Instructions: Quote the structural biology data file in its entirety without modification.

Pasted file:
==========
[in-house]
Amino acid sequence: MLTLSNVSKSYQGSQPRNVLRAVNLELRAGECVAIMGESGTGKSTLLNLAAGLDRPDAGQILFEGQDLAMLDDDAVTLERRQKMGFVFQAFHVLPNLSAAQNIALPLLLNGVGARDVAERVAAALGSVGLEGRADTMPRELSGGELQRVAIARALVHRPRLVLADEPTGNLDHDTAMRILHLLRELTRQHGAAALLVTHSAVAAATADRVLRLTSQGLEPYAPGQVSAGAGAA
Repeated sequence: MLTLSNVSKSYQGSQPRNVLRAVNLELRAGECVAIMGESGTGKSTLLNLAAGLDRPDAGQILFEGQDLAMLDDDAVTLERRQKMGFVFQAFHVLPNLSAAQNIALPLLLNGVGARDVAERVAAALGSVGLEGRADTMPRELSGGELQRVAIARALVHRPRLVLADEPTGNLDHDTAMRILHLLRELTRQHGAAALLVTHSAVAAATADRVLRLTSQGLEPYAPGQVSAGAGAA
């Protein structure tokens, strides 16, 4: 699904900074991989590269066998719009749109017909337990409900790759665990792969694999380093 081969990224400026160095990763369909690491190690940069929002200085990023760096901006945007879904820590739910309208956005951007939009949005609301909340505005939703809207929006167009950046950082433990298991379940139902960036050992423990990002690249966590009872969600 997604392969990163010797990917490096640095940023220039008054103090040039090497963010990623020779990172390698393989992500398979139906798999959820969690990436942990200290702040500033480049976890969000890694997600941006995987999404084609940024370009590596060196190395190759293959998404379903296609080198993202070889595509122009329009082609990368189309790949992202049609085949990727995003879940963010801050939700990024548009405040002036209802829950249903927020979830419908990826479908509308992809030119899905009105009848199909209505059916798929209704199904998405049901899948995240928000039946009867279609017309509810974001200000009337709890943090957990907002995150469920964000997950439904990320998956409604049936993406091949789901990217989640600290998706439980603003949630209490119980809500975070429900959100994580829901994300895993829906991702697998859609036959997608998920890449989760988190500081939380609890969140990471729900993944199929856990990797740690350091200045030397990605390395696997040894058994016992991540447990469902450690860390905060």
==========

[in-house]
Amino acid sequence: MLTLSNVSKSYQGSQPRNVLRAVNLELRAGECVAIMGESGTGKSTLLNLAAGLDRPDAGQILFEGQDLAMLDDDAVTLERRQKMGFVFQAFHVLPNLSAAQNIALPLLLNGVGARDVAERVAAALGSVGLEGRADTMPRELSGGELQRVAIARALVHRPRLVLADEPTGNLDHDTAMRILHLLRELTRQHGAAALLVTHSAVAAATADRVLRLTSQGLEPYAPGQVSAGAGAA
Repeated sequence: MLTLSNVSKSYQGSQPRNVLRAVNLELRAGECVAIMGESGTGKSTLLNLAAGLDRPDAGQILFEGQDLAMLDDDAVTLERRQKMGFVFQAFHVLPNLSAAQNIALPLLLNGVGARDVAERVAAALGSVGLEGRADTMPRELSGGELQRVAIARALVHRPRLVLADEPTGNLDHDTAMRILHLLRELTRQHGAAALLVTHSAVAAATADRVLRLTSQGLEPYAPGQVSAGAGAA
């Protein structure tokens, strides 16, 4: 699904900074991989590269066998719009749109017909337990409900790759665990792969694999380093 081969990224400026160095990763369909690491190690940069929002200085990023760096901006945007879904820590739910309208956005951007939009949005609301909340505005939703809207929006167009950046950082433990298991379940139902960036050992423990990002690249966590009872969600 997604392969990163010797990917490096640095940023220039008054103090040039090497963010990623020779990172390698393989992500398979139906798999959820969690990436942990200290702040500033480049976890969000890694997600941006995987999404084609940024370009590596060196190395190759293959998404379903296609080198993202070889595509122009329009082609990368189309790949992202049609085949990727995003879940963010801050939700990024548009405040002036209802829950249903927020979830419908990826479908509308992809030119899905009105009848199909209505059916798929209704199904998405049901899948995240928000039946009867279609017309509810974001200000009337709890943090957990907002995150469920964000997950439904990320998956409604049936993406091949789901990217989640600290998706439980603003949630209490119980809500975070429900959100994580829901994300895993829906991702697998859609036959997608998920890449989760988190500081939380609890969140990471729900993944199929856990990797740690350091200045030397990605390395696997040894058994016992991540447990469902450690860390905060």